From the book No more Mr. Nice Guy:
These two factors — their fear of abandonment and their ego-centeredness — create a very powerful dynamic for all children. Whenever a child experiences any kind of abandonment he will always believe that he is the cause of what has happened to him. These abandonment experiences might include any of the following experiences:
- He is hungry and no one feeds him.
- He cries and no one holds him.
- He is lonely and no one pays attention to him.
- A parent gets angry at him.
- A parent neglects him.
- A parent puts unrealistic expectations on him.
- A parent uses him to gratify his or her own needs.
- A parent shames him.
- A parent hits him.
- A parent doesn't want him.
- A parent leaves him and doesn't come back in a timely manner.
These abandonment experiences and the naive, ego-centered interpretation of them, creates a belief in some young children that it is not acceptable for them to be who they are, just as they are. They conclude that there must be something wrong with them, which causes the important people in their lives to abandon them. They have no way of comprehending that their abandonment experiences are not caused by something about them, but by the people who are supposed to recognize and meet their needs.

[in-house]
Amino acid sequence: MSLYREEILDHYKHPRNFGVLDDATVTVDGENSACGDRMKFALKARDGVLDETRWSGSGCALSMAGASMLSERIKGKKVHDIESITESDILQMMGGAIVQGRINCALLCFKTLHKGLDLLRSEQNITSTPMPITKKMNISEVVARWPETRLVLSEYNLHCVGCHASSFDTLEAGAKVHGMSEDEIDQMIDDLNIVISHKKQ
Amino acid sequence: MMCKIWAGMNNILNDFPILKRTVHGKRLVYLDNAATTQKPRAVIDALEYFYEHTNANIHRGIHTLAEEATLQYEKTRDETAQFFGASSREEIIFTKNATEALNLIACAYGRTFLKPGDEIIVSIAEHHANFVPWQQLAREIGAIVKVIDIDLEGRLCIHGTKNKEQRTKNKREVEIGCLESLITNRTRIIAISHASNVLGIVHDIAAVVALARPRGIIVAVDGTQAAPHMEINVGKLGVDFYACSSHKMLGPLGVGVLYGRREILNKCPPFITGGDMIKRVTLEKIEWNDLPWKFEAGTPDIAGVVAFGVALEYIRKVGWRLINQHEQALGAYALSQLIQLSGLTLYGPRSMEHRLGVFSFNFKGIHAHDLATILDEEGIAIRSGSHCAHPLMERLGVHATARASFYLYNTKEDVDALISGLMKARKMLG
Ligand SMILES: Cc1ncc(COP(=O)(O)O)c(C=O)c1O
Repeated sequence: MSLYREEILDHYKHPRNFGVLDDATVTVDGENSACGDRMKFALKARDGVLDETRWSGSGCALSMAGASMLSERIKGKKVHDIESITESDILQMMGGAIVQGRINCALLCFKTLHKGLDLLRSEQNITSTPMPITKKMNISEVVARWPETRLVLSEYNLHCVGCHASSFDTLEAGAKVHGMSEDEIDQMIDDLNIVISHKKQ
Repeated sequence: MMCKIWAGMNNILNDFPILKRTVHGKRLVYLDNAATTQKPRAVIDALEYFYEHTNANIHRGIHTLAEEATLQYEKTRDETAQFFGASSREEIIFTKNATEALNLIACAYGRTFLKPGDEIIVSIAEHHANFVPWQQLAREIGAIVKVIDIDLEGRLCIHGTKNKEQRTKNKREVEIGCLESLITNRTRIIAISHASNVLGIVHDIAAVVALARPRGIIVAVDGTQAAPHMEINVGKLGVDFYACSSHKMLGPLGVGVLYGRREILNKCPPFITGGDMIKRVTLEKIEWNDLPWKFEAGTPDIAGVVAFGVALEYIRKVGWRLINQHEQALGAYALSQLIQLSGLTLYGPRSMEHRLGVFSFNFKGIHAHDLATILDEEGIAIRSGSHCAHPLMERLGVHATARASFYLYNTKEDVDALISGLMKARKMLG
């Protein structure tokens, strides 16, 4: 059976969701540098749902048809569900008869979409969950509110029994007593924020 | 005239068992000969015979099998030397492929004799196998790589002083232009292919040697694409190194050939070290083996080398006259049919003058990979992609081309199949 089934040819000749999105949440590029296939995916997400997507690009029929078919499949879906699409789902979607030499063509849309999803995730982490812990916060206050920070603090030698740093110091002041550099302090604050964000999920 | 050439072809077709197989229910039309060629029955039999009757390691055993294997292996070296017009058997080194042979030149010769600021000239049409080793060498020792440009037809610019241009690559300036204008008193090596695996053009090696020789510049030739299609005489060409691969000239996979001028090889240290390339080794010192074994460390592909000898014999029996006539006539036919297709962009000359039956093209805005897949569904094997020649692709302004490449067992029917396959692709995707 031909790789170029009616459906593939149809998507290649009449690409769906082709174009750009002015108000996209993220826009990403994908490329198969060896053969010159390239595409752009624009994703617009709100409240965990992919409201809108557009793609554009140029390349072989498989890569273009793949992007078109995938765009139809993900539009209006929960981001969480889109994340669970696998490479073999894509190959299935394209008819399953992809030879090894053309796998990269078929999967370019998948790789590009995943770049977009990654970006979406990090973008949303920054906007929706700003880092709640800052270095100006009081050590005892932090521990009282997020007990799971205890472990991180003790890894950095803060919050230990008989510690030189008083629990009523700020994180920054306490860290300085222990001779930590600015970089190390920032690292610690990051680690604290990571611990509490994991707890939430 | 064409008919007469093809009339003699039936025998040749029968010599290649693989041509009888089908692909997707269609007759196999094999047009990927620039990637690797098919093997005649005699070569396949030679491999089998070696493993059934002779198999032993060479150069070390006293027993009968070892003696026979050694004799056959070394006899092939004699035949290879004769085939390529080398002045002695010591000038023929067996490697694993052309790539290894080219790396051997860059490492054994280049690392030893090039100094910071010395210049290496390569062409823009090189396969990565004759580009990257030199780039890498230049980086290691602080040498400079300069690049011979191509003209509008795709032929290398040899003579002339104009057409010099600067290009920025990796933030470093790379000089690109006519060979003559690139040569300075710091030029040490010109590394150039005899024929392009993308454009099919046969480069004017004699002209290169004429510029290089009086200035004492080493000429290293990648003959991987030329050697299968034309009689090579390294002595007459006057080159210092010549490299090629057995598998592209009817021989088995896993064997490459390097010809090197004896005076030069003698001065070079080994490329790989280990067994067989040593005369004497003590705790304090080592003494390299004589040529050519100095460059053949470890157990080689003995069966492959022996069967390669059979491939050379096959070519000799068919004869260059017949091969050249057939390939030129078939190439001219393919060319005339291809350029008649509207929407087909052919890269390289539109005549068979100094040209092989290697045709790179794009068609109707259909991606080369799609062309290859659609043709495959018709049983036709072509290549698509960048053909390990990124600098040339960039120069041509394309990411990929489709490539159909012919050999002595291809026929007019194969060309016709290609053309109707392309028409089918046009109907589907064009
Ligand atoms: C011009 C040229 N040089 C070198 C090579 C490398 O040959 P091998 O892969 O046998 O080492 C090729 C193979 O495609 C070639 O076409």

This naive, ego-centered interpretation of their abandonment experiences creates a psychological state called toxic shame. Toxic shame is the belief that one is inherently bad, defective, different, or unlovable. Toxic shame is not just a belief that one does bad things, it is a deeply held core belief that one is bad.